Halvor Jaeger and Astrid Jaeger (plaintiffs) filed an amended complaint against Applied Analytical Industries Deutschland GMBH (AAID) and Frederick Sancilio (Sancilio), collectively referred to as defendants, on 10 April 2001. Plaintiffs sought an order from the trial court instructing defendants to release certain funds to plaintiffs that were being held pursuant to an escrow agreement. AAID filed a motion to dismiss dated 11 June 2001, contending among other things, that the trial court lacked personal jurisdiction over AAID. AAID’s motion alternatively asked the trial court to stay the action pursuant to N.C. Gen. Stat. § 1-75.12. Sancilio filed a motion to dismiss dated 11 June 2001 for lack of proper venue and failure to state a claim or, alternatively, to stay the action pursuant to N.C. Gen. Stat. § 1-75.12. The parties subsequently conducted discovery on the jurisdictional issues relating to AAID’s motion to dismiss. Plaintiffs filed a motion to compel discovery on 15 October 2001.
A hearing was held by the trial court on 6 February 2002. The trial court entered an order on 7 February 2002 that found AAID was subject to personal jurisdiction in North Carolina and that the action should not be stayed. Defendants appeal.
The evidence before the trial court tended to show that plaintiffs are citizens and residents of Canada. Sancilio stated in his affidavit that AAID is a limited liability company formed under German law and registered in the District Court, Memmingen, Germany. Sancilio is the managing director of AAID and has an office located in Wilmington, North Carolina.
Plaintiffs and the corporate predecessor to AAID were part of a business transaction (the purchase agreement) in December 1996, that included the sale of a company in which plaintiffs owned a partnership interest. Due to a dispute plaintiffs had with the Finanzamt Neu-Ulm, a German tax collecting agency, part of the sale proceeds payable to plaintiffs was held pursuant to an escrow agreement dated 1 February 1997. The Canadian dollar equivalent of DM 505,000 was placed in escrow in Canada pursuant to the escrow agreement between plaintiffs and AAID. Under the terms of the escrow agreement, plaintiffs are entitled to receive the escrowed funds after the resolution of the tax issue with the Finanzamt Neu-Ulm. Plaintiffs stated that they attempted to contact defendants for more than a year to request the release of the funds, but defendants did not respond.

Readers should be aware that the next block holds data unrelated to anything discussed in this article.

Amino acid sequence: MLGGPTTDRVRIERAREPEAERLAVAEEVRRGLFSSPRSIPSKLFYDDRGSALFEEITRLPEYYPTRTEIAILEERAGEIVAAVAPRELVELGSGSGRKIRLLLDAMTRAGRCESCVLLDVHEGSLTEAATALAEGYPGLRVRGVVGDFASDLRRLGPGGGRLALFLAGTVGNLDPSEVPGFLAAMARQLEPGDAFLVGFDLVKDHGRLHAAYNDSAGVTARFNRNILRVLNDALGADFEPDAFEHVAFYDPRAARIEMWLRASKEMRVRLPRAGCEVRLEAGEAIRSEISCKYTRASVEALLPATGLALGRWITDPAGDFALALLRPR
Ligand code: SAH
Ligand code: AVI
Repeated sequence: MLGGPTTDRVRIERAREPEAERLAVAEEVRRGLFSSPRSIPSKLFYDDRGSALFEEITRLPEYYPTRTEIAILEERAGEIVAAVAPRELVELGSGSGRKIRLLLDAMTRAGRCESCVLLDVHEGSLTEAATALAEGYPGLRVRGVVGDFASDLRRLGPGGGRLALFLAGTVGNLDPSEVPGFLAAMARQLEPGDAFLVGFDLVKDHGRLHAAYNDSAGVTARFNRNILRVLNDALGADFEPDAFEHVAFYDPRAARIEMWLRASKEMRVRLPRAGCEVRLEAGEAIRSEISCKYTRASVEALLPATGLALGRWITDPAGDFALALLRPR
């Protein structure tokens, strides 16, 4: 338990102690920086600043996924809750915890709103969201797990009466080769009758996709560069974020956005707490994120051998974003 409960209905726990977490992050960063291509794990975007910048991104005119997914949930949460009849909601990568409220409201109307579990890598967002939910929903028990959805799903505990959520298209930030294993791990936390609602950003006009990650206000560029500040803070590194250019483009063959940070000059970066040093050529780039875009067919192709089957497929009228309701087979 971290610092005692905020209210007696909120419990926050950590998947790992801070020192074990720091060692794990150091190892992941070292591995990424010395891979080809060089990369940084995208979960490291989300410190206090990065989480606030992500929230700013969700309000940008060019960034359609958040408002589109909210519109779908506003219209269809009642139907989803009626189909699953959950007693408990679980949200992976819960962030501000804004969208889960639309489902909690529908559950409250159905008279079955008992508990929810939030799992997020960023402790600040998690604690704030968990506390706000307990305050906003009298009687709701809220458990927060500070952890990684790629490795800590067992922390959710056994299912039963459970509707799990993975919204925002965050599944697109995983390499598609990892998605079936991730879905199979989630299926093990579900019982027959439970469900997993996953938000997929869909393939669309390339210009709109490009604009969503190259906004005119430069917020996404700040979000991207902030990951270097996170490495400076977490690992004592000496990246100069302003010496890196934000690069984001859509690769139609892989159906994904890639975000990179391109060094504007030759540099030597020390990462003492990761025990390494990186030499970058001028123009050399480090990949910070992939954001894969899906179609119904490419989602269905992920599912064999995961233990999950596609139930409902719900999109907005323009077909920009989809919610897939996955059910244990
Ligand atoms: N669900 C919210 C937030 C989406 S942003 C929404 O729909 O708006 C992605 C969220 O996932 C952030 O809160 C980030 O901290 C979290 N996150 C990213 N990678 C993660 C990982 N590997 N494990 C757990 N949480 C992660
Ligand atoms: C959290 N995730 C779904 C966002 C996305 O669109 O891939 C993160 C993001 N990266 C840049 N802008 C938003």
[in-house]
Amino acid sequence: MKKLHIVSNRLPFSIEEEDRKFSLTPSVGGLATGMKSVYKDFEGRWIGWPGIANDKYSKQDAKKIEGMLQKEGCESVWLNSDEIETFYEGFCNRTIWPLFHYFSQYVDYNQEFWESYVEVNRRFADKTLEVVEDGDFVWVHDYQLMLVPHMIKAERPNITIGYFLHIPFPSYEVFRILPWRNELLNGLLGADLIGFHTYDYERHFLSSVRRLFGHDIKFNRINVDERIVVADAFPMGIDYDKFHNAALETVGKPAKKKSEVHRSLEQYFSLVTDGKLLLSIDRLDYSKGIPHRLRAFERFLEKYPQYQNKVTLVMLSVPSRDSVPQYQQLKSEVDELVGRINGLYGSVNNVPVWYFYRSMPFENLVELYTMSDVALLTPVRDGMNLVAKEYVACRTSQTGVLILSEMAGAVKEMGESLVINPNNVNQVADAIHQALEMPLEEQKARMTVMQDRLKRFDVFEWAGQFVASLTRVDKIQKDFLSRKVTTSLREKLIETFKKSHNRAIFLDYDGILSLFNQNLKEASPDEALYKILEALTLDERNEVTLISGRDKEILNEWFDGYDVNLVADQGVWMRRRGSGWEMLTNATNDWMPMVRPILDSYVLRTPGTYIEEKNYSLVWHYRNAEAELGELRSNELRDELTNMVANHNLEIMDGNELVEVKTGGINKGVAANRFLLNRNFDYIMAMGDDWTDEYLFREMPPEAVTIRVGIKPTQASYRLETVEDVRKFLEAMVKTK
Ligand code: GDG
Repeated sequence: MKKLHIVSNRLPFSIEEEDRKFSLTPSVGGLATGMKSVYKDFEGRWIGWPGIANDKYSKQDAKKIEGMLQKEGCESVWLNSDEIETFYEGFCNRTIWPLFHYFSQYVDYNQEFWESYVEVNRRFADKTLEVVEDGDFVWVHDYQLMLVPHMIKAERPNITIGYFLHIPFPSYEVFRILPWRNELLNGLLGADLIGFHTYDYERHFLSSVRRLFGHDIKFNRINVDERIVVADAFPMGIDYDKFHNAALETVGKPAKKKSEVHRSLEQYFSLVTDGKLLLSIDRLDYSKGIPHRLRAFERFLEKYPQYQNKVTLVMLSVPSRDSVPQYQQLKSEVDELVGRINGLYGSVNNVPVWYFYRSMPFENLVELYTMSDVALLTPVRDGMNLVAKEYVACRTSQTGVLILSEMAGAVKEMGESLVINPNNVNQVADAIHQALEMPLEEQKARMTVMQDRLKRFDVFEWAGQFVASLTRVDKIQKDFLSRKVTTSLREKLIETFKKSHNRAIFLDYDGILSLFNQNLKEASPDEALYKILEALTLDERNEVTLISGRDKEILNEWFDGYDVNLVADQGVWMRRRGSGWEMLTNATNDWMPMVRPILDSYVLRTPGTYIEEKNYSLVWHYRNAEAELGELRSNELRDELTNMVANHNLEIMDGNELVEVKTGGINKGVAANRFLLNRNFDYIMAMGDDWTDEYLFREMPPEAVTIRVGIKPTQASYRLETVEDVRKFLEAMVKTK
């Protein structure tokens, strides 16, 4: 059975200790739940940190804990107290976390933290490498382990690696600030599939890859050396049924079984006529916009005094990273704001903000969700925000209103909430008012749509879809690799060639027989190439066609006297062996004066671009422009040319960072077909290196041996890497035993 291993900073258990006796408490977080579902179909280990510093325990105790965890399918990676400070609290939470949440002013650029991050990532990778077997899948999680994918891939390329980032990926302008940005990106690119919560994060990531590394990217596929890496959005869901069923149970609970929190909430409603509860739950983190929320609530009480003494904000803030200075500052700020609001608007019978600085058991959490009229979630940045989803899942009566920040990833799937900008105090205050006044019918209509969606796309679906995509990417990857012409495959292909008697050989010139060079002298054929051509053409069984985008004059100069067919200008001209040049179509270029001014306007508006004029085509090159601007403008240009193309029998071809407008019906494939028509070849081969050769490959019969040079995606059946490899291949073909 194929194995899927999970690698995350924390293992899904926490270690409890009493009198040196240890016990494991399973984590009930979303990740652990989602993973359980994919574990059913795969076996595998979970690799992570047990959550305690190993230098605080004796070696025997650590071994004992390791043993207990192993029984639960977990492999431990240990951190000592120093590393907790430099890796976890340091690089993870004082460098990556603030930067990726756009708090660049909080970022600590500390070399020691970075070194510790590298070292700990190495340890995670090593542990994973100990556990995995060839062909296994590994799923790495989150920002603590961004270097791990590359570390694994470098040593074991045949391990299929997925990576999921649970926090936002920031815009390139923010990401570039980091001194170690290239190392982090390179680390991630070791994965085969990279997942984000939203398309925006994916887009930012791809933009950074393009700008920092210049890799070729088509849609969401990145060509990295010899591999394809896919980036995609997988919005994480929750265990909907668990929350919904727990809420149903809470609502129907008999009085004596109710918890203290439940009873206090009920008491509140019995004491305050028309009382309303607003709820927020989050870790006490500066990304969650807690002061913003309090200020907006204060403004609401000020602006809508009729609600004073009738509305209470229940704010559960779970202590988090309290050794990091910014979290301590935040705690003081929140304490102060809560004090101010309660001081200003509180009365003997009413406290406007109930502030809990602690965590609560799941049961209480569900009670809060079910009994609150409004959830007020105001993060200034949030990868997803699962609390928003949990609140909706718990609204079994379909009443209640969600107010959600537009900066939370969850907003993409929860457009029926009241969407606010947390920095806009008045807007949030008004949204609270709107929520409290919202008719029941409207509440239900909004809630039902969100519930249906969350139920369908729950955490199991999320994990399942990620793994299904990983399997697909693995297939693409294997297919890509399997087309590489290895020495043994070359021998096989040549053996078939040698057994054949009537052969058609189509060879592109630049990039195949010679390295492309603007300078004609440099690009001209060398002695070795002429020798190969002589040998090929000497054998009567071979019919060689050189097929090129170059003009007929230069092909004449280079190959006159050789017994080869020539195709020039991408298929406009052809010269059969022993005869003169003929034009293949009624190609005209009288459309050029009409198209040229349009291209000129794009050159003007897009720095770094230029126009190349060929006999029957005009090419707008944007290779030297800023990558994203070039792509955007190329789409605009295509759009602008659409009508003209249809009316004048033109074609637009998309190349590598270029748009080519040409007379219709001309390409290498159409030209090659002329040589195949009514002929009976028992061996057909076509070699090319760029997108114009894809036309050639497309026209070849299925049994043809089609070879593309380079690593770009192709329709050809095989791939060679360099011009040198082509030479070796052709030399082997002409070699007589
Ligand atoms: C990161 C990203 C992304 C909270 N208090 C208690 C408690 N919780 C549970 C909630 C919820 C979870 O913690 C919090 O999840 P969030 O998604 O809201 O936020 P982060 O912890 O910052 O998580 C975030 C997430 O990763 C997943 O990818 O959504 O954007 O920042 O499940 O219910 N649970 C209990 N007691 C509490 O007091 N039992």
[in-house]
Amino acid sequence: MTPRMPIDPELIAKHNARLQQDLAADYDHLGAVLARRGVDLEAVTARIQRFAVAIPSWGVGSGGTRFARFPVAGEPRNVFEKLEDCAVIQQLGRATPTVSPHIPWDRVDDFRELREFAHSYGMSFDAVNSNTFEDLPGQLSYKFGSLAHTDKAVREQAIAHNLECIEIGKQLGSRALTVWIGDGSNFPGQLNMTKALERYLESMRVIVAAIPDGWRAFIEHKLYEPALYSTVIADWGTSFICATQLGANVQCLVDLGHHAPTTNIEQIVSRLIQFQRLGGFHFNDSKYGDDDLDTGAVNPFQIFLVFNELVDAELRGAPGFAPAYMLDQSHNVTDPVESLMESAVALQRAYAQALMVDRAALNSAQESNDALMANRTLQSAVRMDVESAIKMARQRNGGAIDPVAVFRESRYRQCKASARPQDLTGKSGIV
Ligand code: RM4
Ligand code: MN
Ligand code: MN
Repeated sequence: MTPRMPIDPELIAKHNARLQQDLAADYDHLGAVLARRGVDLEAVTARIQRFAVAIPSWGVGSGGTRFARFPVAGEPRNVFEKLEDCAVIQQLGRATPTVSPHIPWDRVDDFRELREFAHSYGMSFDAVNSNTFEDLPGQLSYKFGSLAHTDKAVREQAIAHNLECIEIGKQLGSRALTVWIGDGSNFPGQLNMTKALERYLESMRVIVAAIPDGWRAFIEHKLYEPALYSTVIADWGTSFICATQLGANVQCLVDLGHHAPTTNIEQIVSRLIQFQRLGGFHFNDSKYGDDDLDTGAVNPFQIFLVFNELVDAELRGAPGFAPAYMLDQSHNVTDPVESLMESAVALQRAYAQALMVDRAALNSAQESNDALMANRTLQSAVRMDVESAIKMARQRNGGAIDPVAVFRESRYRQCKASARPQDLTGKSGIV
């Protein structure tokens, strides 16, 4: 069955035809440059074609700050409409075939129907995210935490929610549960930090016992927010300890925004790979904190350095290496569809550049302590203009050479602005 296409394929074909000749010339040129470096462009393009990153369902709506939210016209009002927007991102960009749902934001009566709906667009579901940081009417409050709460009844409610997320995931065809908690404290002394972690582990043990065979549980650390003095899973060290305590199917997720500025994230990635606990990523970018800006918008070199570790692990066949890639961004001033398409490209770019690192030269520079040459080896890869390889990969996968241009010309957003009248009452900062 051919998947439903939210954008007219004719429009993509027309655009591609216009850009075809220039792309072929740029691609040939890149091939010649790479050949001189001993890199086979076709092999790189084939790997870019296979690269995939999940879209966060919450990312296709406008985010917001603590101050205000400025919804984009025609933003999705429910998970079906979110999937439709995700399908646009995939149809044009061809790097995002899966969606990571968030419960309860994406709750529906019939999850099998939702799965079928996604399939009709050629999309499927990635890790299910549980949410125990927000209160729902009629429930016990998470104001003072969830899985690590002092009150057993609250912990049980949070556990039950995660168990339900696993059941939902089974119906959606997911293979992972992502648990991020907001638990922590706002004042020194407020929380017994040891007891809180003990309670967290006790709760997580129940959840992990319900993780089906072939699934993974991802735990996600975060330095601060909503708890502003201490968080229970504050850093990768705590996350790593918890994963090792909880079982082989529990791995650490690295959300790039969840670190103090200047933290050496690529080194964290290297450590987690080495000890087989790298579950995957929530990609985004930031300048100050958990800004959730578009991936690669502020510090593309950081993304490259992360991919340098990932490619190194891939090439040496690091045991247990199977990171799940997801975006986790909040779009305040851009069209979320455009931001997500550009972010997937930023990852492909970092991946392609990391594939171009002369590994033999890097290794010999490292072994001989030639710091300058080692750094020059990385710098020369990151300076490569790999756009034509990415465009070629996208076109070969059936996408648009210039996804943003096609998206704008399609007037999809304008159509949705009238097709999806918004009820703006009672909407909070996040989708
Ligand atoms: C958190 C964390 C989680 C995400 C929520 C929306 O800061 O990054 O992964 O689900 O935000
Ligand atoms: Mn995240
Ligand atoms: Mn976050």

*169Sancilio stated in his affidavit and deposition that AAID is a wholly-owned subsidiary of aaiPharma, Inc, which is headquartered in Wilmington, North Carolina. Sancilio is the chairman of the board and the chief executive officer of aaiPharma. Sancilio is also the managing director of AAID and signs documents on its behalf. He testified that his personal and business addresses were in Wilmington, North Carolina.
AAID is a holding company which owns one hundred percent of AAI Applied Analytical Industries Deutschland Verwaltungsgesell-schaft mbH and AAI Applied Analytical Industries Deutschland GmbH & Co., KG. Sancilio stated in his deposition that AAID did not own any other assets. Sancilio stated in his affidavit that AAID’s principal place of business is in Germany and AAID is not registered or required to register to do business in North Carolina. Additionally, he stated AAID has never owned or leased property in North Carolina, paid income or property taxes in North Carolina, filed a legal action in North Carolina, advertised, sold goods, or performed services within North Carolina. Sancilio testified that AAID has a revolving line of credit with Bank of America, but otherwise has never had a contract with a North Carolina company. He stated AAID has also served as a guarantor for a loan obtained by Applied Analytical Industries, Inc. and in the loan agreement it submitted to the jurisdiction and venue of the state and federal courts of North Carolina, agreeing that the bank had the option to enforce its rights under the loan agreement in the North Carolina courts.